Academic journal article Social Justice

Global Social Cleansing: Postliberal Revanchism and the Export of Zero Tolerance

Academic journal article Social Justice

Global Social Cleansing: Postliberal Revanchism and the Export of Zero Tolerance

Article excerpt

"THIS IS A WAR AND WE ARE GOING TO ENJOY IT," ENTHUSED RAY MALLON, POLICE chief of the Cleveland District Constabulary in northern England, about his new anticrime initiative. Before his fall from grace in a criminal corruption case, Mellon was known as Britain's most aggressive, some say brutal, police chief. His district has the dubious distinction of using more tear gas than any other in the country. He admires Margaret Thatcher, whose prime ministerial reign included episodes of unprecedented police brutality against people of color, from Brixton to Toxteth, and against British miners. Mallon nonetheless feels that policing under the "iron lady" was "soft." "A villain will get up in the morning, steal a newspaper and a pint of milk from a doorstep, snatch someone's bicycle and go on a shop-lifting spree," he explains. "By lunchtime he will have committed a dozen crimes" (The Scotsman, 1997). His preferred artillery for this war on crime is imported from New York City: the doctrine known as "zero tolerance ."

Zero tolerance stems from a two-decade-old study by two conservative social scientists who proposed the "broken windows" thesis: if people are allowed to break windows with impunity, not only do smaller crimes lead to more serious ones, but the "disordered" appearance of the neighborhood perpetrates criminal disorder (Wilson and Kelling, 1982). The geographic signs of disorder produce the disorder itself; zero tolerance for even minor crimes nurtures an anticrime environment. The study was written as U.S. liberal urban policy lay in decay, but it was only seriously applied in the 1990s when alternatives to that liberalism were being energetically constructed. Most influentially implemented in New York City by police chief William Bratton and Mayor Giuliani, zero tolerance was only part of a much larger shift in U.S. urban policy. The bankruptcy of liberal urban policy after the 1970s left a social and political vacuum that is increasingly filled by official revanchism.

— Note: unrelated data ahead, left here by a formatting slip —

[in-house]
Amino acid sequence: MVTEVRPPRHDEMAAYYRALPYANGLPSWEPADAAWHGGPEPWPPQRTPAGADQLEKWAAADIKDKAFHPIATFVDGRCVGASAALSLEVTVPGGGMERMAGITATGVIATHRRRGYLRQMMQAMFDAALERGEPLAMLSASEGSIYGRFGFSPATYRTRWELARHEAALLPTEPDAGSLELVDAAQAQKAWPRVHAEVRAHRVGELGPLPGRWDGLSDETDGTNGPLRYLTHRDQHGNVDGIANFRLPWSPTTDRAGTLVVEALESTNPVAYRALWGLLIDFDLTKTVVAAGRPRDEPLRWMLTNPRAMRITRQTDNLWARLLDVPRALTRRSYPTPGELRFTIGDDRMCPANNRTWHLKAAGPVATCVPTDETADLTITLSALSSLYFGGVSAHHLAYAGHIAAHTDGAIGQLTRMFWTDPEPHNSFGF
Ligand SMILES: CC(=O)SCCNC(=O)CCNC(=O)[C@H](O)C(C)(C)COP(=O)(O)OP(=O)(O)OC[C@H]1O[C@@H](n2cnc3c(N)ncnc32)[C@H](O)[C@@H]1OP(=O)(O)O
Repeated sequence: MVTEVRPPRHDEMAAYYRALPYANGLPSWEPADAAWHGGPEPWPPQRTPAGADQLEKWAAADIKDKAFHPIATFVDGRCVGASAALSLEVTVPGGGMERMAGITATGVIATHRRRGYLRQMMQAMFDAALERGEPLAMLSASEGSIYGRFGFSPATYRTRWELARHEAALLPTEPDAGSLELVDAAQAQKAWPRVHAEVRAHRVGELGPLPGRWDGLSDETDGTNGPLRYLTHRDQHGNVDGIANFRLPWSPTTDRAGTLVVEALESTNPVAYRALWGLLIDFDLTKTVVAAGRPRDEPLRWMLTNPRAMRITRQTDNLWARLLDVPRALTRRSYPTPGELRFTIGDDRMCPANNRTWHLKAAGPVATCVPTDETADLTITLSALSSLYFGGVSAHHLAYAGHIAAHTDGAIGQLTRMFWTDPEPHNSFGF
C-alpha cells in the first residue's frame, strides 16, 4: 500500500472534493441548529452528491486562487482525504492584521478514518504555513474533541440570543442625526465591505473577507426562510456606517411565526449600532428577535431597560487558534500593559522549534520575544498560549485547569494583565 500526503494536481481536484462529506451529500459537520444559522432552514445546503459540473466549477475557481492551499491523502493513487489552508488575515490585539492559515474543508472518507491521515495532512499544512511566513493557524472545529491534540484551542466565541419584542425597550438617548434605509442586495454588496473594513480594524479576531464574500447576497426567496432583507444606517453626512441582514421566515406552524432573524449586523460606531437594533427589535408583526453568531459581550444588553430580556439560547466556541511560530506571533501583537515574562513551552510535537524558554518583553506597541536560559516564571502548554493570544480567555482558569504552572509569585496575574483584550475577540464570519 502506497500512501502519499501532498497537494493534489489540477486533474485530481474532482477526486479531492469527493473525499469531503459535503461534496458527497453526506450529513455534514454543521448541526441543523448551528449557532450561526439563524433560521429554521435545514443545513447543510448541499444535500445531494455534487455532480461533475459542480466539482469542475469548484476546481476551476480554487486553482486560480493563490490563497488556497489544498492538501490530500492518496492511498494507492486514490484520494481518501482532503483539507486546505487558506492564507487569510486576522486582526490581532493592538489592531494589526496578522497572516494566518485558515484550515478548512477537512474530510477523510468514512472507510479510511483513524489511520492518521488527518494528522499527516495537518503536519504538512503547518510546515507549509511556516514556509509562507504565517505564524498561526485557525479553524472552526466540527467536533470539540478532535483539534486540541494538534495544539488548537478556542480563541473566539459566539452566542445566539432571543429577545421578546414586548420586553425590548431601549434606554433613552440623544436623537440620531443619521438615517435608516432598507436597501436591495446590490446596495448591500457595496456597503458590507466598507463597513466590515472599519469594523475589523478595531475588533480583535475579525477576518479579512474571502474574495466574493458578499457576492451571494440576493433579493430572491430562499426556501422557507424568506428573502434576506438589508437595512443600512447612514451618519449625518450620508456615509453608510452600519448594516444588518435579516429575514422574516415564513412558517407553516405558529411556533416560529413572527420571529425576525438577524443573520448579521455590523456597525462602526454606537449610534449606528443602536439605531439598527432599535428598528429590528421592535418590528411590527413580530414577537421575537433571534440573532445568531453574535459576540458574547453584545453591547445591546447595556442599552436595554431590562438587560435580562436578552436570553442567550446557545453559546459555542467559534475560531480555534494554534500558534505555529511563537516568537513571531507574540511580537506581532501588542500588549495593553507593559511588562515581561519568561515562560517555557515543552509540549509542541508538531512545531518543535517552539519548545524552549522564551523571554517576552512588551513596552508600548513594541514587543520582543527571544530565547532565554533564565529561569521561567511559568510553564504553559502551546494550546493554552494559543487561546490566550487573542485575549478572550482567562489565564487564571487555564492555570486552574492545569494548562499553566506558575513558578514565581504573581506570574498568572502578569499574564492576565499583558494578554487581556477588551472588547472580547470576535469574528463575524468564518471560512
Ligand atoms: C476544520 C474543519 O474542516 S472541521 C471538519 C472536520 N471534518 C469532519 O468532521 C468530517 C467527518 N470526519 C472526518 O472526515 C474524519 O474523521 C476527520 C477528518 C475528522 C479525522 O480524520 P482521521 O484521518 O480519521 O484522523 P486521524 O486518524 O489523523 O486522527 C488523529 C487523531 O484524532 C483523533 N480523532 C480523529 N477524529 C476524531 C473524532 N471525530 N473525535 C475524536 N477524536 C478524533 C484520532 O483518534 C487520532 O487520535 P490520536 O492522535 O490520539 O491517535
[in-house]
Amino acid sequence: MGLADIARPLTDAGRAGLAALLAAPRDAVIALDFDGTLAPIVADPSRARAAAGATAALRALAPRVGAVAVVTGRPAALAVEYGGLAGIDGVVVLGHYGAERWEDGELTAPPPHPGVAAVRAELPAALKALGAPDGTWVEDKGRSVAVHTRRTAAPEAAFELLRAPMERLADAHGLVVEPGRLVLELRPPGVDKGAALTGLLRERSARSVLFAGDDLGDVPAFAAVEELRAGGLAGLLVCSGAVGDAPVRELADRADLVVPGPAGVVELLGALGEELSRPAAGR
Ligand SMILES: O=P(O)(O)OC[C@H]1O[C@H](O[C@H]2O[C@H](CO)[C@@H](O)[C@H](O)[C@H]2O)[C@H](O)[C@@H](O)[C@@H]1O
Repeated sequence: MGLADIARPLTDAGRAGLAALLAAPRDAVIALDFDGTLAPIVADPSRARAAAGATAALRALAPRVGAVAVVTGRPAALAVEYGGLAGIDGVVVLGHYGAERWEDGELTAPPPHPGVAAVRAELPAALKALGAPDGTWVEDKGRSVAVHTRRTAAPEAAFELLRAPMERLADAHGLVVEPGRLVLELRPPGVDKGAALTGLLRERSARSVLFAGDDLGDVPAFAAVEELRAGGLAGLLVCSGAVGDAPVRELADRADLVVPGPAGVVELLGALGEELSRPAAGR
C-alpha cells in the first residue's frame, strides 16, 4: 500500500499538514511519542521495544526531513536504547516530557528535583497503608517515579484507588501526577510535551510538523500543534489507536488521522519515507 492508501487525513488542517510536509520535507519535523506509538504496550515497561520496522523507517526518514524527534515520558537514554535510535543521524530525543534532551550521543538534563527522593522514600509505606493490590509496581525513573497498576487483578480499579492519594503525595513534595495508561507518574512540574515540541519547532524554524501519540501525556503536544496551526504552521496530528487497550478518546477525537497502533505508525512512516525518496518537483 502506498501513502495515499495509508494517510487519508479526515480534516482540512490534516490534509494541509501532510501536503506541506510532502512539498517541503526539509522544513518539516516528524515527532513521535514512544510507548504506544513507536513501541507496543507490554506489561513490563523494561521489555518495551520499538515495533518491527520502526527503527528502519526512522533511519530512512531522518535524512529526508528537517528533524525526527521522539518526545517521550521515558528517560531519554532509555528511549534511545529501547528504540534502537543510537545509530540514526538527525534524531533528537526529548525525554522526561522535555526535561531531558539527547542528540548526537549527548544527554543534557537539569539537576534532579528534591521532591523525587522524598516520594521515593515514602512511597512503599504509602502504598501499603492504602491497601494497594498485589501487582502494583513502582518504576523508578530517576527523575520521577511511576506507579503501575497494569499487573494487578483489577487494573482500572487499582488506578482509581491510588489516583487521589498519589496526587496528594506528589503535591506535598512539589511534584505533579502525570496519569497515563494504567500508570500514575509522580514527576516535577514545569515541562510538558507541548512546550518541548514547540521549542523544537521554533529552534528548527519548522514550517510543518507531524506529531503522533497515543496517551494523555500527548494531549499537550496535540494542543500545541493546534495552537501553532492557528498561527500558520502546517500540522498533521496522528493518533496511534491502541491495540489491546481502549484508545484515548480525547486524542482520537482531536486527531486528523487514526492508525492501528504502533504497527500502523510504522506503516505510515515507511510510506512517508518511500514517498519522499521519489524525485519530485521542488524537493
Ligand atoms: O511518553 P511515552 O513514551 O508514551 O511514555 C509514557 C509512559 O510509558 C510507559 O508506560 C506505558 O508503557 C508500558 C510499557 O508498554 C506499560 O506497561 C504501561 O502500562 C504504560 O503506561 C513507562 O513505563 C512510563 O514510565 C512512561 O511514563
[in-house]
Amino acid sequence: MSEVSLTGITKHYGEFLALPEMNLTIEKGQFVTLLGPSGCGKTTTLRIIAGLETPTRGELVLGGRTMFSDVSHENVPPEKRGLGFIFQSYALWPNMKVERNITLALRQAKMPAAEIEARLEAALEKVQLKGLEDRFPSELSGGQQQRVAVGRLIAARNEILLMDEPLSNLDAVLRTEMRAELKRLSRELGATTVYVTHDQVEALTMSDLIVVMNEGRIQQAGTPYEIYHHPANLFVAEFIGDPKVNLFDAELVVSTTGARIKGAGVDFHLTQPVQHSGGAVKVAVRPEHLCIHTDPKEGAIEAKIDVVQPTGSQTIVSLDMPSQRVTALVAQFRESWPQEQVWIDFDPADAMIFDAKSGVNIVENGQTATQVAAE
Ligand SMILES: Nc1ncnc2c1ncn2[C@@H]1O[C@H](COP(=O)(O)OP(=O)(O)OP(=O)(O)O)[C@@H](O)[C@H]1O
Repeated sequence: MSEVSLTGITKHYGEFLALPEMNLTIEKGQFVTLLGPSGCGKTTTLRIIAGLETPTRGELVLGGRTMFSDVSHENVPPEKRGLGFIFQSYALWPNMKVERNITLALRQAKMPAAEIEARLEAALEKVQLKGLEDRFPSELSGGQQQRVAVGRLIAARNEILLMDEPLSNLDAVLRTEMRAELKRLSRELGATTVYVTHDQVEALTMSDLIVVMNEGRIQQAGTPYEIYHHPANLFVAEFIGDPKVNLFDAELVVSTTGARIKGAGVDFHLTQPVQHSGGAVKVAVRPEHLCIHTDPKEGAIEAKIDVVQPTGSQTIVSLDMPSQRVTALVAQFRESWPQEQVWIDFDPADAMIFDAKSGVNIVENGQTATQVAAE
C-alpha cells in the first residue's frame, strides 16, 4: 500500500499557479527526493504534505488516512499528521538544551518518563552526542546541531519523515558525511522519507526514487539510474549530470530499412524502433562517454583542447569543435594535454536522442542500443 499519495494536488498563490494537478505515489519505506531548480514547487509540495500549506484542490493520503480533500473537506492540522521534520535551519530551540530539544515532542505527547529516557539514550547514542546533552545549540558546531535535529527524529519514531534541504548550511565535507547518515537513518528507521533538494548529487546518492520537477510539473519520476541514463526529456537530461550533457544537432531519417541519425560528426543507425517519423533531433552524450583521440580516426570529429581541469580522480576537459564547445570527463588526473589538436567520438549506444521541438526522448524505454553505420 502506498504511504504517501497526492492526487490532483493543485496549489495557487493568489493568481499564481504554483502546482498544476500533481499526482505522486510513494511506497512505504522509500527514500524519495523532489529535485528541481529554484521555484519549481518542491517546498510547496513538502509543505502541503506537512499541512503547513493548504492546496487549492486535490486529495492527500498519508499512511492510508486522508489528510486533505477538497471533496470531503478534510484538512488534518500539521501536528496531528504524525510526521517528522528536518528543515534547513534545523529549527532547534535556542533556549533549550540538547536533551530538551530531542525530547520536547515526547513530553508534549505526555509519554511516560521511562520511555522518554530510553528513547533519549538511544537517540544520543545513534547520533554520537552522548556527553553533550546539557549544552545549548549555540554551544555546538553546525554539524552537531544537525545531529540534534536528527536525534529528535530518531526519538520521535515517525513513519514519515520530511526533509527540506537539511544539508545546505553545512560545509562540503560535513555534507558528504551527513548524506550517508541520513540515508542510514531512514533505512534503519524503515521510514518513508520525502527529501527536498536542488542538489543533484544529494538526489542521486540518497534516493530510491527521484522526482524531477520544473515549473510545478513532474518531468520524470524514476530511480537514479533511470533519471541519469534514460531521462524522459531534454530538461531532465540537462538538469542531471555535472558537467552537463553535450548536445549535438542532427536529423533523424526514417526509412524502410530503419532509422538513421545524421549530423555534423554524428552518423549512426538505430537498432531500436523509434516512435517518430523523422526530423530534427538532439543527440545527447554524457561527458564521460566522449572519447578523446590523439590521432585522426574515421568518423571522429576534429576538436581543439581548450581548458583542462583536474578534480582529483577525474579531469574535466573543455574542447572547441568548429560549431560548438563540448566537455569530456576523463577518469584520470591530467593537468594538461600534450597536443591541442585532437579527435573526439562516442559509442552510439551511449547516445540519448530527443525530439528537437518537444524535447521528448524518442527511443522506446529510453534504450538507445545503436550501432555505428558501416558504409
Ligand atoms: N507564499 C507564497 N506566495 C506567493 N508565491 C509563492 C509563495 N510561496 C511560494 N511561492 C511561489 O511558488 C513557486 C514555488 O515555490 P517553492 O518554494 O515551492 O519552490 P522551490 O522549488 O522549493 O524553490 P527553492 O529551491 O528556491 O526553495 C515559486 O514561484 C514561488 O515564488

Revanche is French for revenge, and the revanchists of the late 19th century comprised a reactionary, nationalist movement seeking revenge against the perceived liberalism of the Second Empire and the proletarian uprising of the Paris Commune. They sought to reassert a sense of traditional decency against the incivility of the mob, workers, and foreigners and the decadence of the monarchy. Today's new revanchists are rewriting urban and social policy in the wake of 20th-century American liberalism (see Smith, 1996).

The founding document of the new U.S. revanchism is undoubtedly the innocuously named Police Strategy No. 5 bearing Giuliani's and Bratton' s names. This was the document that launched "zero tolerance," although this phrase never appears in the pamphlet. "A decent society is a society of civility," it begins, and then lists a litany of people and "behaviors" that have stolen the city from its rightful citizens, creating "visible signs of a city out of control": street peddling, panhandling, prostitution, squeegee cleaners, boom boxes, graffiti, public drinking, loud clubs, speeding cars, litter louts, public urination, street artists, and "dangerous mentally ill homeless people." (The latter euphemistic convolution was forced by the fact that although homelessness is not a crime, homeless people, numbering perhaps 100,000 in the early 1990s, were the first targets of the new revanchism.) The document's subtitle tells the strategy: "Reclaiming the Public Spaces of New York." Less formally, Giuliani and Bratton vowed to "clean the city" of the "scum" that apparently "threatened" decent people walking down the street. Zero tolerance was passed off as an anticrime program. Actually, it is a social cleansing strategy.

Zero tolerance was designed for local conditions and embodies a highly localized language of order and disorder in public space. This did not, however, prevent the doctrine from traveling. William Bratton left the New York City police department in 1996 after only two years amid a public feud with Giuliani over who should receive public credit for the zero tolerance strategy. …

Search by... Author
Show... All Results Primary Sources Peer-reviewed

Oops!

An unknown error has occurred. Please click the button below to reload the page. If the problem persists, please try again in a little while.